Little Fidgets Celebrates European Language Day
Action songs, rhymes and a chocolate hide-and-seek game will give children as young as two a real taste for French and Spanish, in free language sessions taking place in Brighton to celebrate European Languages Day.
The two sessions, one in French and one in Spanish, are led by Lucy Amos, founder of Little Fidgets, a Hurstpierpoint company specialising in language classes for 2-11 year-olds. Lucy works with schools and nurseries across the county and uses the five senses to bring French and Spanish to life , with colourful puppets, food, rhymes and general silliness.
The sessions will take place at Waterstones in Brighton on Saturday 22nd September. Youngsters should expect lively action songs like ‘head, shoulders, knees and toes’, the chance to role play a visit to a pretend ice cream shop and a goodbye song which involves eating real chocolate!
As a linguist with five languages under her belt, Lucy feels it’s important to celebrate European Languages Day (26th September). The day was created by the Council of Europe in 2001 to encourage learning across the continent – an area where 200 languages are spoken.
Being a fluent french speaker myself, I have introduced words into my 4 year old’s vocabulary, plus regularly speak to her in French so she gets the feel for the difference in pronunciation and tonation. I was also raised in a francophone household, where we regularly had students to stay plus numerous holidays across the Channel. Understanding a foreign tongue opens up ideas on culture and perceptions on the world, not to mention makes you think about grammatical structure of language. Once you understand the principles of one latin or germanic language, it’s not too difficult in my view, to learn multiple languages. In order to do that, immersion in the culture is an enormous help, not to mention good fun. Little Fidgets taster days promise to do just that!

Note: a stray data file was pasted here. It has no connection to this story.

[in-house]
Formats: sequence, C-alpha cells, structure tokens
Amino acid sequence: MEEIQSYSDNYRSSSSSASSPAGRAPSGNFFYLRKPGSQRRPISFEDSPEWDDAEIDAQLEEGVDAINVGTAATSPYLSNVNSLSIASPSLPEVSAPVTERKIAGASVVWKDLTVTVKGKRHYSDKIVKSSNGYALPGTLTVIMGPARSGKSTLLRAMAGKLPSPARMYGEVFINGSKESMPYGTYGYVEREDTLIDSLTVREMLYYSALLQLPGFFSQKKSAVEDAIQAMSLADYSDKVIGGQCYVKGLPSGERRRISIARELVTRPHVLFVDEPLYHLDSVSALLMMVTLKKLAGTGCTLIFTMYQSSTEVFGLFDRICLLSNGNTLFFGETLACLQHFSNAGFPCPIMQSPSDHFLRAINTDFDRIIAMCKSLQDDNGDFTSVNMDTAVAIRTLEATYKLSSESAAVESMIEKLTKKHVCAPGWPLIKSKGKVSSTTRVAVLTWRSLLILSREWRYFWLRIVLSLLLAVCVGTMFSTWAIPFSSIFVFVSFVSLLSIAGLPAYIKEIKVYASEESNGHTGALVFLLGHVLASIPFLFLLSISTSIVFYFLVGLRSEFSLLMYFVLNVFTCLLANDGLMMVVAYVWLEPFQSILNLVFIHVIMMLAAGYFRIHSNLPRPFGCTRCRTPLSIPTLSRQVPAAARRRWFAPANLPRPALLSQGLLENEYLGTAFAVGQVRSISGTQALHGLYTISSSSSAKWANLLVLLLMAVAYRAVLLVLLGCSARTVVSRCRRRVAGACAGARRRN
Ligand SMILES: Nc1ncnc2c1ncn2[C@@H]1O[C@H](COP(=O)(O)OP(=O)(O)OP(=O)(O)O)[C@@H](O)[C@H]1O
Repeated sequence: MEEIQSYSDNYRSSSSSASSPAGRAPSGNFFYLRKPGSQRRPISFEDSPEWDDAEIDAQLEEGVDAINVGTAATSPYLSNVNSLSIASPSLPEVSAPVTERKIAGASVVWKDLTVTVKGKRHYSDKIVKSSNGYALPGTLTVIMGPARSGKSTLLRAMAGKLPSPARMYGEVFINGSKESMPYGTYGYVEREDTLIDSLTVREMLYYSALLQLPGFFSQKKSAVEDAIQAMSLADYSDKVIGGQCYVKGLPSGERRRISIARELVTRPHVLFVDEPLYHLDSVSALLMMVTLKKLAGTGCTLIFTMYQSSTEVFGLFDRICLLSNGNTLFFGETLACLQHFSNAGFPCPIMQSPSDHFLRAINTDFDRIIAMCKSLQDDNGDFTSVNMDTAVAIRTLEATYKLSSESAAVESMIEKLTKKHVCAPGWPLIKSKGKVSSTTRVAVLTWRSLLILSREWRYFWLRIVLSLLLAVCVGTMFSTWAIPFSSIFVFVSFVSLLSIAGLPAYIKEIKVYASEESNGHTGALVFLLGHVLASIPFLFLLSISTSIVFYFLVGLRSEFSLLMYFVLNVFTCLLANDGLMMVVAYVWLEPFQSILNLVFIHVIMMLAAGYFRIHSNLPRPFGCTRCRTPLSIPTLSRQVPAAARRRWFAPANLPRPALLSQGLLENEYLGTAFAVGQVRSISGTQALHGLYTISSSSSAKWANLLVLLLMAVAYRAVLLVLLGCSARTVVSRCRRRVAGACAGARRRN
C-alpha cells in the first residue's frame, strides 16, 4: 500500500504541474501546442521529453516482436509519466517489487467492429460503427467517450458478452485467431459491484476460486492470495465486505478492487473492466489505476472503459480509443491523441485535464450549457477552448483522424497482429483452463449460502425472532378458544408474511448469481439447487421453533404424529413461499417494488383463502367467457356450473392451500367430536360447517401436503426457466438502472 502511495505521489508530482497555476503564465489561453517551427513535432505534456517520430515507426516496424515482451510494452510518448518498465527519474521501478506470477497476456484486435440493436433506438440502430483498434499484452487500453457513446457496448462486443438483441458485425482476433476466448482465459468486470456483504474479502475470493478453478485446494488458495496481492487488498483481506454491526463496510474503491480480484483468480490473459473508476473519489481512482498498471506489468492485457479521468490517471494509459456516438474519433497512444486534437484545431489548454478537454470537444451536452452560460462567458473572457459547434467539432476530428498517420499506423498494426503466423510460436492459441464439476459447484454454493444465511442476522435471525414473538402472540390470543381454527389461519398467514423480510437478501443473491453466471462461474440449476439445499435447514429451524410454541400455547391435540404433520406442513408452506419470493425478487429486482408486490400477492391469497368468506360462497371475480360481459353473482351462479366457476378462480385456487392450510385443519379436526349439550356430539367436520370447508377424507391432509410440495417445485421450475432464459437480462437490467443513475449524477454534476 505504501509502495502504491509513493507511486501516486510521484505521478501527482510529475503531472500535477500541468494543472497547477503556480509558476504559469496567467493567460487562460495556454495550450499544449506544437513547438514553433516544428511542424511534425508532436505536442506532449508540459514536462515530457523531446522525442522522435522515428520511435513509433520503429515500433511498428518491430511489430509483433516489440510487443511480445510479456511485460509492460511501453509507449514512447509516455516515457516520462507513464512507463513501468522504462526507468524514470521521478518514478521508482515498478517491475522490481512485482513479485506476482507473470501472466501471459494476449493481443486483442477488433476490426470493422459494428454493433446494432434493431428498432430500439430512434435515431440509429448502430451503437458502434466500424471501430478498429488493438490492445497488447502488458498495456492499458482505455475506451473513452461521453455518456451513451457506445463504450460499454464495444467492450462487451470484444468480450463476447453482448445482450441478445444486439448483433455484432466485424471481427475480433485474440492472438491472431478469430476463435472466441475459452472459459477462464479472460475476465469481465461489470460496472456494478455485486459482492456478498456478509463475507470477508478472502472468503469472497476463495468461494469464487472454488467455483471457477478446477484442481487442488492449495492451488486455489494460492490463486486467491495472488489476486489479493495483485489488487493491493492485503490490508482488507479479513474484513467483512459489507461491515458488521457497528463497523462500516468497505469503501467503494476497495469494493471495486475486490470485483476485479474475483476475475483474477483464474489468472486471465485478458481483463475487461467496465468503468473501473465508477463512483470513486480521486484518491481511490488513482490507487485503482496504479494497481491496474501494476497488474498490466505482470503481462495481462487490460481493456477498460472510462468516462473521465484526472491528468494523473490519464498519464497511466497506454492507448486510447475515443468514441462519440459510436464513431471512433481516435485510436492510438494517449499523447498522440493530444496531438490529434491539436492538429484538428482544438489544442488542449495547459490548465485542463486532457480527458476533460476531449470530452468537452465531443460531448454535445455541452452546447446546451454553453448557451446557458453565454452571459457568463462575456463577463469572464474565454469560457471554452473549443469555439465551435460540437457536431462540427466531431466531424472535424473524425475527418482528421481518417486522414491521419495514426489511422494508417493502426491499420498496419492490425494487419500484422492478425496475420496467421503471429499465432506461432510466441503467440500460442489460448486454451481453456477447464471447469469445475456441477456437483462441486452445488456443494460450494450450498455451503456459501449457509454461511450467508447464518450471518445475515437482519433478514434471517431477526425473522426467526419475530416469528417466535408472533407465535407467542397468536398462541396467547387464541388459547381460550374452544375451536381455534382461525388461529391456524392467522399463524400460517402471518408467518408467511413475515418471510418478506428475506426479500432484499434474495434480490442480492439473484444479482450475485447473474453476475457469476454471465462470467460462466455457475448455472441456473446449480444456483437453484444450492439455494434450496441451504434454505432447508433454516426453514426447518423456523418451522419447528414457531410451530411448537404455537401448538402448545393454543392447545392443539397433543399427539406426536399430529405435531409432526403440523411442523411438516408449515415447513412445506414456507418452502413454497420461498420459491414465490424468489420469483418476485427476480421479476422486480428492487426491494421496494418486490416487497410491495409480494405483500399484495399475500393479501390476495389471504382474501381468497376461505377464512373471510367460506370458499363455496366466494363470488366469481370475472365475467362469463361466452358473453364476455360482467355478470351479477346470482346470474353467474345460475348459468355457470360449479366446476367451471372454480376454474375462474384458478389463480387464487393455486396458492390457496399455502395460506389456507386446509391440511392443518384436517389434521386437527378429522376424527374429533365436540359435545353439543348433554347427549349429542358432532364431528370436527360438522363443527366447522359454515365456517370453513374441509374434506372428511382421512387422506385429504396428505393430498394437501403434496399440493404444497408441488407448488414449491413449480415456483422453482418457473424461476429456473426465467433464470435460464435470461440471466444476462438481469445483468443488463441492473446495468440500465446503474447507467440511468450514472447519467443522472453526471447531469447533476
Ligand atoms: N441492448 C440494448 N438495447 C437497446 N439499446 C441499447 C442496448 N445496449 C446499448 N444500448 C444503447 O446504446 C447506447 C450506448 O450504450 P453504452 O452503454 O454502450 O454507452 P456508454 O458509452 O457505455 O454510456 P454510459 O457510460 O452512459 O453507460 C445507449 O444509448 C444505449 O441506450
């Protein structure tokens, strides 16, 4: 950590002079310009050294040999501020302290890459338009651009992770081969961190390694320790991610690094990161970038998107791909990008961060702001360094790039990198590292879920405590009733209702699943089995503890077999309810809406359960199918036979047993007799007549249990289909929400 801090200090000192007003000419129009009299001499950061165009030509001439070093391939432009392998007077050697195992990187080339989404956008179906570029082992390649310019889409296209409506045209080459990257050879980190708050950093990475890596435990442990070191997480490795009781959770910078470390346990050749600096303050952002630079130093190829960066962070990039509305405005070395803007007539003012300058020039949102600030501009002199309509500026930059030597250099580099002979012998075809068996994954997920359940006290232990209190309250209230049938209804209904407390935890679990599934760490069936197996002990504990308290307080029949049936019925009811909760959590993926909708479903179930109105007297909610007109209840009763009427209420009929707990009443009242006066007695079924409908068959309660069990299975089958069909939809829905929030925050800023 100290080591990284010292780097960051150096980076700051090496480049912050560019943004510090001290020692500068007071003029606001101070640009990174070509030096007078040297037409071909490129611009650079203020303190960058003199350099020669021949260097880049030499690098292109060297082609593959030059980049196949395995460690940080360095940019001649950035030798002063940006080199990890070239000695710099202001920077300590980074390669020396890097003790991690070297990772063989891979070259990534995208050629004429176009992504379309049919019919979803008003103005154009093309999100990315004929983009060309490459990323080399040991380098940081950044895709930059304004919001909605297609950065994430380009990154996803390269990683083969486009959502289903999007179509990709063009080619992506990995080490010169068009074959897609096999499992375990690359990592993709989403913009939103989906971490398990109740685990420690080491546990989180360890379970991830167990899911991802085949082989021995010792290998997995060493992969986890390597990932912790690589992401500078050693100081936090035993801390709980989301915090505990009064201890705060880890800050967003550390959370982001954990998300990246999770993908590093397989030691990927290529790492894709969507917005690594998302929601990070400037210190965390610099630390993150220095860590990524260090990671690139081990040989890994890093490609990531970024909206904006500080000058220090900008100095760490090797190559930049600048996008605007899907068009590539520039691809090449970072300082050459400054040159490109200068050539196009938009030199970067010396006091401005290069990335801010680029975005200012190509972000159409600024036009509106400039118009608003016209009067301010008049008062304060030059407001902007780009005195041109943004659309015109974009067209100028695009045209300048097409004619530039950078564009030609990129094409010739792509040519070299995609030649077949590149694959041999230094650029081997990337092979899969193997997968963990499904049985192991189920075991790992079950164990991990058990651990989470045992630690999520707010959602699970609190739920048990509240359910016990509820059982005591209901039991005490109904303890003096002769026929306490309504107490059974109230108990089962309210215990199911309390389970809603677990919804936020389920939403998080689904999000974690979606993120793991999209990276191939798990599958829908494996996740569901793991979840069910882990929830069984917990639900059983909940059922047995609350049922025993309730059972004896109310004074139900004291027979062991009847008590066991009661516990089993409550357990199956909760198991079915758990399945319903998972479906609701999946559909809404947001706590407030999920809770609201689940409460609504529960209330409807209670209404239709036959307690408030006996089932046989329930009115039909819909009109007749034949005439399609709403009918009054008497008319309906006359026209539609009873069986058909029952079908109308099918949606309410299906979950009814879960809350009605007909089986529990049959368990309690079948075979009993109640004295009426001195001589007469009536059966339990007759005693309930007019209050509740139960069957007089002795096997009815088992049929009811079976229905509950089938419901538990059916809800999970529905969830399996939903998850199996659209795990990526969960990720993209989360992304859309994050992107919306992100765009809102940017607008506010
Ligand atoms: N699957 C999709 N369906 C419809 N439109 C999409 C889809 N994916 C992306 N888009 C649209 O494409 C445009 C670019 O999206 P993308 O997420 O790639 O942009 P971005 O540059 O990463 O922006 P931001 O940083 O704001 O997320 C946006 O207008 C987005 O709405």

Lucy says, ‘I want to mark the day because I know that learning a language can be a delight, if you start young enough. When children are having fun – whether it’s watching puppets or singing action songs – they don’t even notice they’re picking up another language. Before you know it, they’re shouting ‘Bonjour!’ and counting to ‘cinq’ on their fingers! If it’s enjoyable to do, it’s easy to learn. So I hope to see you there!’